Quebec's uncomfortable multiculturalism
12/05/07 12:00PM By Jane Lindholm
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Quebec, like the rest of Canada, has officially encouraged immigration. Twenty percent of Montreal residents are non-native born. While the U.S. talks about a "melting pot" ideal, Canadian governmental policy supports immigrants in maintaining their ethnic and religious identities. Now, this policy of “reasonable accommodation” is mired in conflict over competing needs and sensibilities.
Canadian journalist Shelly Pomerance reports on the recent events in some Quebec towns that have passed ordinances around cultural practices of immigrants. Then, join the conversation with our guests, Jeff Heinrich of the Montreal Gazette and Canadian social anthropologist Pierre Anctil, as we examine the issues, the history behind them and the work of the controversial Bouchard-Taylor Commission that’s been taking input from all sides.
Later in the program, Quebecois folk singing. Michele Choinere and Deb Flanders give an a capella performance from the French-Canadian tradition. Choiniere is performing Friday, December 7, at the Church Street Cafe in Lennoxville, Quebec. (819-875-5696)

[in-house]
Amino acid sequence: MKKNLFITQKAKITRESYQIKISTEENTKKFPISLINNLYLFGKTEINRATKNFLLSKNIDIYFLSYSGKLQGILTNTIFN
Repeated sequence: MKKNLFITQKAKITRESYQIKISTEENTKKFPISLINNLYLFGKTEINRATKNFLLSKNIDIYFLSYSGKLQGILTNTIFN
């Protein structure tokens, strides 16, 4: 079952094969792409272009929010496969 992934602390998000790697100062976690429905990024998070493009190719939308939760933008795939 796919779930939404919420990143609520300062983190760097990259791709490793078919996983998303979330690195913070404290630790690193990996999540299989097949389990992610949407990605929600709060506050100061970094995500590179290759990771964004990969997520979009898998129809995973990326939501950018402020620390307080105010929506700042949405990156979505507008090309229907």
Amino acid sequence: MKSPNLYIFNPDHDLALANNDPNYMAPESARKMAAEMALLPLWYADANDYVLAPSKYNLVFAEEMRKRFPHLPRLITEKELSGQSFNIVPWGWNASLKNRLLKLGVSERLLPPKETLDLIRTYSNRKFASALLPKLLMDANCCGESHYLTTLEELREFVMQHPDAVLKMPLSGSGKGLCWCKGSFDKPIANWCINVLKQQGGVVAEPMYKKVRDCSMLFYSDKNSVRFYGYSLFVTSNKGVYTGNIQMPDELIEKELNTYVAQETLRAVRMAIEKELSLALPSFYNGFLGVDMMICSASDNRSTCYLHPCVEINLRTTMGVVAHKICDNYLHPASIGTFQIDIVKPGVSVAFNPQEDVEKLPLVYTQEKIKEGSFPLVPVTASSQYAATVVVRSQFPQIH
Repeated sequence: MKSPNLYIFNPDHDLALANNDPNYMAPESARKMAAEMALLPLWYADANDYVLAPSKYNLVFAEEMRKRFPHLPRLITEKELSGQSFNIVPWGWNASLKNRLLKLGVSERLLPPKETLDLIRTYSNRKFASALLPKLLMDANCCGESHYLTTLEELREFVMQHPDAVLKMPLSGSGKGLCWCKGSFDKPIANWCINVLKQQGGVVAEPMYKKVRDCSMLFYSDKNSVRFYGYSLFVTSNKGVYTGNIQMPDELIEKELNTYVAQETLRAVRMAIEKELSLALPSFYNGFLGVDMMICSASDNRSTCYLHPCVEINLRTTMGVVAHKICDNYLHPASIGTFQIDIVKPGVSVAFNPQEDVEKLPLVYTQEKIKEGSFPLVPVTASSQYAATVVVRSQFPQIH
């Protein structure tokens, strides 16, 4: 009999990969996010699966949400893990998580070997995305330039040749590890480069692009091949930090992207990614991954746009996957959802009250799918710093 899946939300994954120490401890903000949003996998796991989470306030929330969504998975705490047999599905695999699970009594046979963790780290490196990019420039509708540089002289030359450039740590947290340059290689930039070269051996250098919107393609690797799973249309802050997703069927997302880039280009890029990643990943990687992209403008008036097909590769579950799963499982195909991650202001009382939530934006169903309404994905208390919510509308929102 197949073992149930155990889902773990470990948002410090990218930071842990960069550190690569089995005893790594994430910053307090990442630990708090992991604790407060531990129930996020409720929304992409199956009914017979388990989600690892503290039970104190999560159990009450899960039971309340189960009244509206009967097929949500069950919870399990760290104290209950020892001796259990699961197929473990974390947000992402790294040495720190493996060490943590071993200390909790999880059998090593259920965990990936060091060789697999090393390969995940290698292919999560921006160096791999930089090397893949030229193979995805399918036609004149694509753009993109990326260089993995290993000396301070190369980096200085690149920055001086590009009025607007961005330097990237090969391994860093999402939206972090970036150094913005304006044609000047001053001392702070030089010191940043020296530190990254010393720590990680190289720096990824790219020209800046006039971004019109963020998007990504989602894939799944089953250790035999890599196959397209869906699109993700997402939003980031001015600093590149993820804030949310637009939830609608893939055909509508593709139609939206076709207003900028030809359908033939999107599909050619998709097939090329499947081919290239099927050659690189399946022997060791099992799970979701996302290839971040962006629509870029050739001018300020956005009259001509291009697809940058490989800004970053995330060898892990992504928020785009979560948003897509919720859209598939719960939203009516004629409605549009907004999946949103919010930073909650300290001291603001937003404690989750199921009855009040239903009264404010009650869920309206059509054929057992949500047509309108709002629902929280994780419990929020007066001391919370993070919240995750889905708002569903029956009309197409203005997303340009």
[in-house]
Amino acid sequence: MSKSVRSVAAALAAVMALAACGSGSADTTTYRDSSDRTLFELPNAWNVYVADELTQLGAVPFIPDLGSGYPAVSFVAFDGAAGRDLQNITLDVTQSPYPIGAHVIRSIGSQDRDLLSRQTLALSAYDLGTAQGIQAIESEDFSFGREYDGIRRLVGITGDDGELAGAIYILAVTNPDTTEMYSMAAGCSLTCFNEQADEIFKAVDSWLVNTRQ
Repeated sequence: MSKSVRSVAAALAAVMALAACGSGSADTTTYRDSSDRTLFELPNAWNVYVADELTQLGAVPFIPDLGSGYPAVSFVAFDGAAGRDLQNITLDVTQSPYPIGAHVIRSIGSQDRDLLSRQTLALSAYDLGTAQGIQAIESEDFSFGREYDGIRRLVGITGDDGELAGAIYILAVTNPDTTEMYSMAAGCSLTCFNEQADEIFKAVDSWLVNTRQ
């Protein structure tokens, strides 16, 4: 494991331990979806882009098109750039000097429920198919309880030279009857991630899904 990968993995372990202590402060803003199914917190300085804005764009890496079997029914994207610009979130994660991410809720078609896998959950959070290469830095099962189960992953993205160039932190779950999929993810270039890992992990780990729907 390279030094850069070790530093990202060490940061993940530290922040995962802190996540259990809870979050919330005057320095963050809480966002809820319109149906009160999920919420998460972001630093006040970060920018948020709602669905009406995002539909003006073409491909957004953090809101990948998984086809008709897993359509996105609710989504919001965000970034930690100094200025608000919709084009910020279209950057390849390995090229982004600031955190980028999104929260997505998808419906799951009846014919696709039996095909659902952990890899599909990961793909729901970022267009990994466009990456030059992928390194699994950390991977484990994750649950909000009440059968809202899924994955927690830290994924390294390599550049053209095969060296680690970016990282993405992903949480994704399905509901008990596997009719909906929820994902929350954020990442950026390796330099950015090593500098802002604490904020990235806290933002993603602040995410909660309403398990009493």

Listener emails about this program:
Noel from Montreal wrote:I think one way to assimilate newcomers to Quebec is to have English and French languages on public signs so that when one reads titles they can learn either language. I have lived in Montreal since 1964 and am reluctant to learn or speak French because I am told to do so. I would be willing to understand the language because French wording for a shoe shop, a rug store, a moving van, et cetera, would be notated. In other words, association is one-half the effort to learn another language.
David from Middlebury wrote:
Last year I noticed a curious thing. In France, the school system was trying to prohibit the wearing of hijab and other religious symbols by students. The reason given by French officials was separation of church and state! But that is the very principle that would probably lead U.S. school to NOT prohibit such symbols. Two very different views of how to keep church and state separate. Does Quebec have France's or America's view of church/state separation?
In the 1970's Quebec writers Dominique Cliff and Sheila Anopulous wrote
a booked called "The English Fact in Quebec." The book was widely
distributed in Quebec Schools and won a Governor General's award. The
last chapter of the book was entitled "The Trojan House." This chapter
pretty well predicted what is happening now....that the immigrants, or
Allophones will eventually undoe Quebec's attempts to defend the French
language and will prevent a vote for independence.
This is the background of your discussion. Underlying everything is the fear of Quebecois that their cultural and way of life will eventually undermined and Quebec will become much like any other area of North America.